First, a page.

Women in STEM in Palestine and Finland– current situation, challenges and opportunities for more equality in the future 

OLIVE project and the pedagogical cafe organized a panel discussion on the topical issue : Women in STEM – current situation, challenges and opportunities for more equality in the future. The discussion took place online on Tuesday 31 January 2023.

The panelists discussed the current situation as a global phenomenon with a focus on Finland and Palestine as two cases. Another aim of the discussion was to point out the need to take action for more equality in the future; to possibly identify necessary structural changes; to map out an action plan; to offer policy recommendations; and, to offer the basis for future events and frameworks for further collaboration.

Ali Abuzaid, Professor of Statistics in the Department of Mathematics, Al-Azhar University Gaza, Palestine, opened the discussion introducing the reality of Palestinian women in the labor market. Ali, among others, focused on the challenges and dilemmas of distorted and dependent labor, the availability of job opportunities and the social stereotypes that constrain women’s role in STEM-related fields.

Montaser Al-Halabi, Director of Practicum in the Department of Education, Al-Azhar University Gaza, discussed major governmental initiatives in Palestine. Insights from these experiences reveal challenges such as societal prejudices and expectations, shortage of mentors, low levels of confidence. These indicate that more efforts are needed from both the public and the private sector to promote, for example, women’s use of technology, for more equal opportunities in the future.

Kirsi Ikonen, Project coordinator at the Faculty of Science and Forestry, Department of Physics and Mathematics in the University of Eastern Finland discussed socio-cultural factors that contribute to adolescents’ gendered education. In Finland, occupational gender segregation is a persistent phenomenon. Segregation levels are high and stable especially in the fields of science, technology, engineering and mathematics (STEM), which are strongly male dominated.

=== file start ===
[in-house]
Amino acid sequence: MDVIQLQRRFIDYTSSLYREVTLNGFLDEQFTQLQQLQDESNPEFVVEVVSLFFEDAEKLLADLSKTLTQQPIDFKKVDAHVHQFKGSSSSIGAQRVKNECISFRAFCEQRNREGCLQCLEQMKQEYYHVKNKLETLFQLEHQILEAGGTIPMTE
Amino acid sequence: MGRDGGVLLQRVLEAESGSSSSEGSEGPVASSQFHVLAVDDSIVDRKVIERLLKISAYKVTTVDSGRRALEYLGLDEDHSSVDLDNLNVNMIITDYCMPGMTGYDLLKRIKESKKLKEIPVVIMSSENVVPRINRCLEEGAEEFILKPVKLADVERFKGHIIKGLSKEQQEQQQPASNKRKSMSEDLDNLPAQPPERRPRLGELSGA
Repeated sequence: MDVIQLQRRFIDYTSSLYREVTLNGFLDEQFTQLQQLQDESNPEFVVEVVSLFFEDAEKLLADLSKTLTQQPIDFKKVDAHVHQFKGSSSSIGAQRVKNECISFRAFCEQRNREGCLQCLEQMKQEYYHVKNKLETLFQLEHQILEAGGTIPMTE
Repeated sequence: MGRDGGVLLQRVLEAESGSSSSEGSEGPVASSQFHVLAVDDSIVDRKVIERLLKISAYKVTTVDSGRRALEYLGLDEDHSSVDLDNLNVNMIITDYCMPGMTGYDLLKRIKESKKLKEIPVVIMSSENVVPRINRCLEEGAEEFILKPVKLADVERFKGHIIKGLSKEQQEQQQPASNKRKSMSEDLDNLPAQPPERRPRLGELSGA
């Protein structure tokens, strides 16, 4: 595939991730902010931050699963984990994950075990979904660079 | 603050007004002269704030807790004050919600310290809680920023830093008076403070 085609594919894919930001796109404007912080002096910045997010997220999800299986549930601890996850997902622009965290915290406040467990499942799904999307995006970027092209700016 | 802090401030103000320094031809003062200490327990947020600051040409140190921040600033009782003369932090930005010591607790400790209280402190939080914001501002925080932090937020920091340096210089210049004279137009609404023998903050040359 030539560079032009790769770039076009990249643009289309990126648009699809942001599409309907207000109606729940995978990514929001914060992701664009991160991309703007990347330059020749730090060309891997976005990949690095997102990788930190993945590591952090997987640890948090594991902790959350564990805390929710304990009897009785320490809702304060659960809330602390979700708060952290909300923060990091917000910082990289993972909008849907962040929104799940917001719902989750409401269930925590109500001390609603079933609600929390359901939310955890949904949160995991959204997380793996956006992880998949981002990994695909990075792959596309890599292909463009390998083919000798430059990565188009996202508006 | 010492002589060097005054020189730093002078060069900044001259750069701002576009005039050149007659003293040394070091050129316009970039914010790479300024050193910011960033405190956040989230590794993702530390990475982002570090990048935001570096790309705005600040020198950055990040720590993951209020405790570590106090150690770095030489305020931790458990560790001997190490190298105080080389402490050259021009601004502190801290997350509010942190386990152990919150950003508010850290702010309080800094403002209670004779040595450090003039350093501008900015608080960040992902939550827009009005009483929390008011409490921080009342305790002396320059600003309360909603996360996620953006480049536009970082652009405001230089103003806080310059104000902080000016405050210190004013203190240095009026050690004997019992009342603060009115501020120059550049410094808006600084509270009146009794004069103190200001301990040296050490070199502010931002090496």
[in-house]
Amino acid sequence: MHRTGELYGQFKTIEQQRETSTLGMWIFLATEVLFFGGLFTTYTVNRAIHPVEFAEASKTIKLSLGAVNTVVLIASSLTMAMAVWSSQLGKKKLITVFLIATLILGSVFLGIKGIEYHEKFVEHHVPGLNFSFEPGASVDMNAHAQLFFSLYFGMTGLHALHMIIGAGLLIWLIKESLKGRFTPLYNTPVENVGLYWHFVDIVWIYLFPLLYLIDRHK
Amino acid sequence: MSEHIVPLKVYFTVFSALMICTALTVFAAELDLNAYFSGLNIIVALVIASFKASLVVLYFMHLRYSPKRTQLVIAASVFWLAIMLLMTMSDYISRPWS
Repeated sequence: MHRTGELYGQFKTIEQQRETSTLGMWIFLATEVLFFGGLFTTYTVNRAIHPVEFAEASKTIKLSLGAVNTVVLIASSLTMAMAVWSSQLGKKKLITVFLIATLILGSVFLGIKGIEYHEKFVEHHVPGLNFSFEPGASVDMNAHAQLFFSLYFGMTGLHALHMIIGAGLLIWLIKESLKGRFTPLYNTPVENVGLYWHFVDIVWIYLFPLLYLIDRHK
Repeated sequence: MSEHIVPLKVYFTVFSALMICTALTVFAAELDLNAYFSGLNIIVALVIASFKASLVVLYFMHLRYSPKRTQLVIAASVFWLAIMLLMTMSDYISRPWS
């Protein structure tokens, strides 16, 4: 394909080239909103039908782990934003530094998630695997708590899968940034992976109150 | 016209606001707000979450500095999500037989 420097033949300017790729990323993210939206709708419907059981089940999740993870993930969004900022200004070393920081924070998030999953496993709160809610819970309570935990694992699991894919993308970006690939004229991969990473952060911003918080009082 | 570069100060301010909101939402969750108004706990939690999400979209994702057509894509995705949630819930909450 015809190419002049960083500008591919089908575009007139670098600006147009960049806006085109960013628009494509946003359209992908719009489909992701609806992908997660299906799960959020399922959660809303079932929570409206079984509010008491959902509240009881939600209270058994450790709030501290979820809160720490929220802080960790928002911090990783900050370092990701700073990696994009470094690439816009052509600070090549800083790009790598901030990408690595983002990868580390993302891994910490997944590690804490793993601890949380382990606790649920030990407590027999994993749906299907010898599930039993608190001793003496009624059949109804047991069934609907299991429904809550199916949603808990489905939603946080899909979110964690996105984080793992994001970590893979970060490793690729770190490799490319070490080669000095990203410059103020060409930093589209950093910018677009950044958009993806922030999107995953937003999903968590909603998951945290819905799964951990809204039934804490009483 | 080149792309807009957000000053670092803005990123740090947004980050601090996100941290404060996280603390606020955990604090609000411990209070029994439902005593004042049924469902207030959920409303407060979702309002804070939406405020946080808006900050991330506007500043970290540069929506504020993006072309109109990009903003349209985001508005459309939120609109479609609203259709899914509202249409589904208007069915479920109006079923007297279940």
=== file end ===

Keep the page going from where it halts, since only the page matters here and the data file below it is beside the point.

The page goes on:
For a future with more equality, Kirsi points out the need for educational interventions that promote not only parent-adolescent communication, but the need for dialogue between families, schools and STEM employers as well.

Professor Wafaa Khater, the Dean of the Faculty of Science in Birzeit University in the West Bank, discussed the role of Women in Physics.

As Wafaa explained, most Palestinian universities offer programs that lead to Master’s degree in Physics, where again female students outnumber their male colleagues. Only, few of them continue to the PhD level and beyond,due to cultural and socio-economic reasons. Most of Palestinian universities do not offer PhD programs in Physics, which means that female students need to study outside Palestine and overcome any barriers that might get imposed on them because of cultural and socio-economic restrictions. At the academic staff level, the percentage of female academic staff members who hold PhD in Physics do not exceed 30% at its best. It is important to promote the role of women in physics and show examples of well-established women physicists to be role models for female students. This will contribute to capacity building among young generations of female physicists. It is also important to learn from other societies that share similar challenges.

For more equal opportunities in the future, Wafaa suggests that: More ‘role models’ are needed for the young Palestinian women in Physics as well as more success stories! Community outreach and engagement at school level, family support, women friendly environment in the academia and research to see more well-established women in science and STEM-related fields.

Wrapping up the discussion, Hille Janhonen-Abruquah, Professor in the University of Eastern Finland and leader of OLIVE project, suggested that for a deeper understanding of the phenomenon it may be relevant to, for instance, disaggregate data on the basis of multiple factors. Adopting an intersectional approach could also help toward this direction. Some more measurements would include: to systematically address the phenomenon by seeking opportunities to promote gender equality; to assess both impacts and implications; and, to include gender equality in policy dialogues and agendas.